Also in Barcelona there is a Egyptian museum: let's say how things are, it's not like Turin, so you won't need a day to visit it, but it's in a great location, in Passeig de Gràcia, one block away from Casa Batlló, the collection is very interesting, it is not crowded, and to top it off if you have the Barcelona Card entry is free.
Open since 1994 thanks to the donation of a private collector, the Museum's collection has been continuously enriched over the years: it is currently divided into 10 thematic rooms, concerning both various aspects of daily life in ancient Egypt, such as daily activities or cosmetics, and aspects related to the sacred, such as funerary practices or worship in temples. One of the museum floors is devoted exclusively to temporary exhibitions, with loans from other museums in Europe and the Middle East.
Tutankhamun: story of a discovery. Few archaeological discoveries have aroused such universal uproar and interest as that of the tomb of the pharaoh Tutankhamun. The discovery of his tomb in November 1922 was a milestone in Egyptian archeology, and this temporary exhibition aims to trace its history, with photographic material from the Griffith Institute of the University of Oxford.
Osiris, God of Egypt. The being that remains perfect. The exhibition allows you to delve into the figure and myth of Osiris, one of the most fascinating among the Egyptian beliefs. Osiris represents a primordial myth of the divinity who dies and then resurrects, linked with fertility and the cycles of nature. Statues, amulets, stems and other material form part of this collection that forms the temporary exhibition, presented in a path able to explain various aspects of this deity.
The texts inside the rooms are in Spanish and Catalan, but don't worry: at the museum reception they give you a sheet with the translation into Italian. Every Saturday at 17:00 pm a guided tour in Spanish is organized, included in the normal admission price: go there even if you don't speak Spanish, as the guides are very prepared, and all in all it is quite easy to understand: your visit will be much more interesting.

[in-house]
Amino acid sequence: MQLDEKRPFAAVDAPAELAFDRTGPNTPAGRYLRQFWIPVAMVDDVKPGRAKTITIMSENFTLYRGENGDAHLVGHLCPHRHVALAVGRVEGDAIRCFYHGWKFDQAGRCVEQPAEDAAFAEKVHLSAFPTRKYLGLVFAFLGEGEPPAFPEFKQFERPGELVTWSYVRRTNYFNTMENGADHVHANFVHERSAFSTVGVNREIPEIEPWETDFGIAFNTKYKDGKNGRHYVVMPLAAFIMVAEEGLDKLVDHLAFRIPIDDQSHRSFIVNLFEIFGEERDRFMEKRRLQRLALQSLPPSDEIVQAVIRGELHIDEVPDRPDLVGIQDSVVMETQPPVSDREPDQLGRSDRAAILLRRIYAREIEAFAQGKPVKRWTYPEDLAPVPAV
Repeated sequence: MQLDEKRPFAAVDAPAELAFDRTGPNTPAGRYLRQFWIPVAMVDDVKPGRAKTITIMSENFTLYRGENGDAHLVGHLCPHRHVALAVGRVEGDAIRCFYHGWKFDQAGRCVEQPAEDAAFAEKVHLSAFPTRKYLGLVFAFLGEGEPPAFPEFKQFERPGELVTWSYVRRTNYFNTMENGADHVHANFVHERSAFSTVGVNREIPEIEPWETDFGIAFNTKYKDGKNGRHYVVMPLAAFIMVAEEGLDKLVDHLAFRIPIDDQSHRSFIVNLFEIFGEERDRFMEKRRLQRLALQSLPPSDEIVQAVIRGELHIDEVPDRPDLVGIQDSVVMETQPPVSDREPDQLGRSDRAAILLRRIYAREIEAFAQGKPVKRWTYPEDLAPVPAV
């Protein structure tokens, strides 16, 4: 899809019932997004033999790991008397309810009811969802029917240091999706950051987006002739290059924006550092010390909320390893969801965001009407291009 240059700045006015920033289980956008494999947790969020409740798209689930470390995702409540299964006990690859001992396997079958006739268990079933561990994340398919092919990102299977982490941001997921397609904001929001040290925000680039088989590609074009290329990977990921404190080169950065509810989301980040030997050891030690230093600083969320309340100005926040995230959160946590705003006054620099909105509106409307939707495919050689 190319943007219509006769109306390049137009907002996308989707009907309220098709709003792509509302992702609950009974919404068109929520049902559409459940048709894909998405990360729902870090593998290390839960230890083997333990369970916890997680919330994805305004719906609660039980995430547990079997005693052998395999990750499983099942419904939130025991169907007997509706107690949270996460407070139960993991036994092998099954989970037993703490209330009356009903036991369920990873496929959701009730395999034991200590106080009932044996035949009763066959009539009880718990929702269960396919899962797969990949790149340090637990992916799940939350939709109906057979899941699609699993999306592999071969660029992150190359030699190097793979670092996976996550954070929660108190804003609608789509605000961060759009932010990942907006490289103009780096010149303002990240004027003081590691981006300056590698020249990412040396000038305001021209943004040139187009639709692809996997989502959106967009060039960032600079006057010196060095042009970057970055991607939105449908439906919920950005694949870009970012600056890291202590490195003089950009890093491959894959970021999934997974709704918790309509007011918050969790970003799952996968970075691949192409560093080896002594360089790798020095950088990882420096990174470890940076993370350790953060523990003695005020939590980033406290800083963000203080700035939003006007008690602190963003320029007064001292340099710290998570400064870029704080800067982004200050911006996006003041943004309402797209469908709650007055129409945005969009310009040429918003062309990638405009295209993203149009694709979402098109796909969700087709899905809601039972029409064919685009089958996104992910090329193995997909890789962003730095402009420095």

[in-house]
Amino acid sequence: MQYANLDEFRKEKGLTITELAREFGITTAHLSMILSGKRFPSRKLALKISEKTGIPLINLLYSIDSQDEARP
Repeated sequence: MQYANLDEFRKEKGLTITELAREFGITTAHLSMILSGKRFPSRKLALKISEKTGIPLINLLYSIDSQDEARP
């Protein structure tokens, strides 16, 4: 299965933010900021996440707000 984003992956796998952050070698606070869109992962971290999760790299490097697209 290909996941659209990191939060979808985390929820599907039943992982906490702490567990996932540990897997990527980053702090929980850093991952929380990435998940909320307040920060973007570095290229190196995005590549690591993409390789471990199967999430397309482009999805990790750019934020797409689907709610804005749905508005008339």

How to get to the Egyptian museum
The Egyptian museum is located on Carrer València, 284, a side street of Passeig de Gràcia one block away from Casa Batlló and Casa Amatller, and not far from the Antoni Tàpies Foundation. To get there by metro, you can get off at Passeig de Gràcia stop, served by lines 2, 3 and 4. With the Bus Turístic, the closest stop is Casa Batlló - Fundació Antoni Tapiès, in common with the blue and red.
During the summer hours, from 22 June to 11 September, the museum is open from Monday to Saturday from 10:00 until 20:00, and on Sundays from 10:00 to 14:00. In winter, the museum opens from Monday to Saturday from 10:00 to 14:00 and then from 16:00 to 20:00. During the Christmas period, from December 14th to January 5th, and in the Easter week, the museum is open from 10:00 to 20:00, as well as on public holidays that fall during the week. The Egyptian museum is closed on 25 and 26 December, and on 1 and 6 January.
Buy tickets for the Egyptian Museum
The full ticket costs 11€, while the reduced one € 8: in both cases the ticket includes the visit to both the permanent section and the temporary exhibitions. Young people between 15 and 18 years old, students with a university card and adults over 65 are entitled to the reduced rate. Children between 6 and 14 pay € 5 instead. The visit is free for children up to and including 5 years of age, as well as for holders of the Barcelona Card. With the Bus Turístic discount booklet, the full ticket costs € 8,80, while the reduced ticket costs € 6,40. There is the possibility of buying the combined entrance with the Museum of World Cultures, in the La Ribera district, allowing entry to both museums for only 12 €, instead of 16 €.